Hacking DefCon 23’s IoT Village Samsung fridge
As well as running the Hacking You Fat: The FitBit Aria workshop at DefCon 23’s IoT Village this year (more on that later) we also thought we’d take on their big fridge challenge:
“Can you own our #IoT #Samsung – RF28HMELBSR fridge ::] @_defcon_”.
As a team we’re doing more and more IoT research and hacking so this was a great opportunity to work on something we can’t get our hands on in the UK yet.
It was a full-on team effort over the course of a day, so I’ve gathered everyone’s notes here.
What’s the fridge?
In the summer of last year Samsung brought out their RF28HMELBSR smart fridge, the successor to the RF4289HARS from two year previous.
The fridge is part of Samsung’s line-up of Smart Home appliances which can be controlled via their Smart Home app.
Man in the middle attack
Whilst the fridge implements SSL, it FAILS to validate SSL certificates, thereby enabling man-in-the-middle attacks against most connections. This includes those made to Google’s servers to download Gmail calendar information for the on-screen display.
So, MITM the victim’s fridge from next door, or on the road outside and you can potentially steal their Google credentials.
The notable exception to the rule above is when the terminal connects to the update server – we were able to isolate the URL https://www.samsungotn.net which is the same used by TVs, etc. We generated a set of certificates with the exact same contents as those on the real website (fake server cert + fake CA signing cert) in the hope that the validation was weak but it failed.
The terminal must have a copy of the CA and is making sure that the server’s cert is signed against that one. We can’t hack this without access to the file system where we could replace the CA it is validating against. Long story short we couldn’t intercept communications between the fridge terminal and the update server.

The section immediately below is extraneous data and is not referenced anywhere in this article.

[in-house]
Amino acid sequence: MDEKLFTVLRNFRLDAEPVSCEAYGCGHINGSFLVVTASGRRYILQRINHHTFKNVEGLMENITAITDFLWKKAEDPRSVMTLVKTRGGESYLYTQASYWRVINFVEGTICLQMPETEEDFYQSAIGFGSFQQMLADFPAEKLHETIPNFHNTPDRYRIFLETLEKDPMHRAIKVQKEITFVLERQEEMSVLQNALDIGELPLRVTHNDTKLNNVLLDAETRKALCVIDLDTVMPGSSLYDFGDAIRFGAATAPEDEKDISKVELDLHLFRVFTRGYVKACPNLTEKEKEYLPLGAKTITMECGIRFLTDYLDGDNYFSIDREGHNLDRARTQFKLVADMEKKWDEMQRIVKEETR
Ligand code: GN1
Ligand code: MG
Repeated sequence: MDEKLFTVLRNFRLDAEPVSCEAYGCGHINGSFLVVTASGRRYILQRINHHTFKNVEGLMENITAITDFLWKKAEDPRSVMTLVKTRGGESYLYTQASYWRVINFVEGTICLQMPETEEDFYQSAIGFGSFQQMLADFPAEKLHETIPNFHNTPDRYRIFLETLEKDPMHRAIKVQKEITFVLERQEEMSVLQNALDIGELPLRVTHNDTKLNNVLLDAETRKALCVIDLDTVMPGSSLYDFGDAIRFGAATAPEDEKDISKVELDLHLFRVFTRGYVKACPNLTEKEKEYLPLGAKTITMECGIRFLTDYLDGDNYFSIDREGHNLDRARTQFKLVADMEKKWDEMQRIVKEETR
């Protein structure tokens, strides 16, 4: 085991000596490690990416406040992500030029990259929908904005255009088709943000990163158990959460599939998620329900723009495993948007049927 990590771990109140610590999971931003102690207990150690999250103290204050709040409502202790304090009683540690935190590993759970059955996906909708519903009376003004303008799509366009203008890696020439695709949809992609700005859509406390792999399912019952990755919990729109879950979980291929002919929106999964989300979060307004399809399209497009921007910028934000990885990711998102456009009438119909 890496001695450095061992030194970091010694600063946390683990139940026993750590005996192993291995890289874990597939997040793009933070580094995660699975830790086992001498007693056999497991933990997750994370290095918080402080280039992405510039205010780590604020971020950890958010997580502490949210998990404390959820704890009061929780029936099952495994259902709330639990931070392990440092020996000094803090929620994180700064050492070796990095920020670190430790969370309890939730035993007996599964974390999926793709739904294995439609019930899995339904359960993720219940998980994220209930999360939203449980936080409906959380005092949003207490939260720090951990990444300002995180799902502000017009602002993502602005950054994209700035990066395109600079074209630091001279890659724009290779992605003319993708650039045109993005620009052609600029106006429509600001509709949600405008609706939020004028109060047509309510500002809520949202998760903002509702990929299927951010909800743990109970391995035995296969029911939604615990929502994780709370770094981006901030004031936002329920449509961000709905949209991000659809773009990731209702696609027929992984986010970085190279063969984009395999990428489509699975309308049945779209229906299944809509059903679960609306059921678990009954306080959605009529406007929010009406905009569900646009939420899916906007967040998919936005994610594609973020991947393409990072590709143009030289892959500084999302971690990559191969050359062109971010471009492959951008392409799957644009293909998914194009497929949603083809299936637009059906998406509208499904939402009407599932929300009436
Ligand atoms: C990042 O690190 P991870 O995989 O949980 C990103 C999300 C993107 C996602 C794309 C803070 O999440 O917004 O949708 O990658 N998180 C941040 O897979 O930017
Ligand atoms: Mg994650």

Google Calendar service
The fridge runs Google calendar, so you can set events and generally boss your family around from the fridge screen!
It’s a usable feature and one that hasn’t gone without its own share of API update bugs
This should have been an excellent route to get content on to the fridge; attaching tags and more to calendar entries. However, as HTML and other mark-up is not interpreted we couldn’t get a foot hold there either.
We also looked at the possibility of faking a firmware update to compromise the unit via malicious custom update. We found the URL scheme to download the file, but we still need to find out a number of parameters to complete the URL. These are not secret things, just difficult to guess, like a code name for the model of the device, likely a serial number, etc.
TCP services and certificate challenges
The fridge’s terminal has at least 2 listening services. One on port 4444 (SSL) and one on port 8888.
The service on port 4444 requires a client side certificate for most requests, though not all are validated against the client side cert. We suspect this is used by the mobile app and therefore the cert must be located in the mobile app code.
The mobile app
We pulled apart the mobile app and found what we believe is the certificate inside a keystore. We “believe” we did because it is has a name that suggests this. However, it is correctly passworded and we are yet to extract the password that opens the key store. We think we’ve found the password to the certificate in the client side code, but it’s obfuscated and we haven’t got round to reversing it, yet.
…and that’s how far we got.
We wanted to pull the terminal unit out of the fridge to get physical access to things like a USB port and serial or JTAG interfaces, but ran out time.
However, we still found some interesting bugs that definitely merit further investigation. The MITM alone is enough to expose a user’s Gmail creds.
The fridge STILL isn’t shipping in the UK, nor can we find any other Samsung smart fridges on the market here.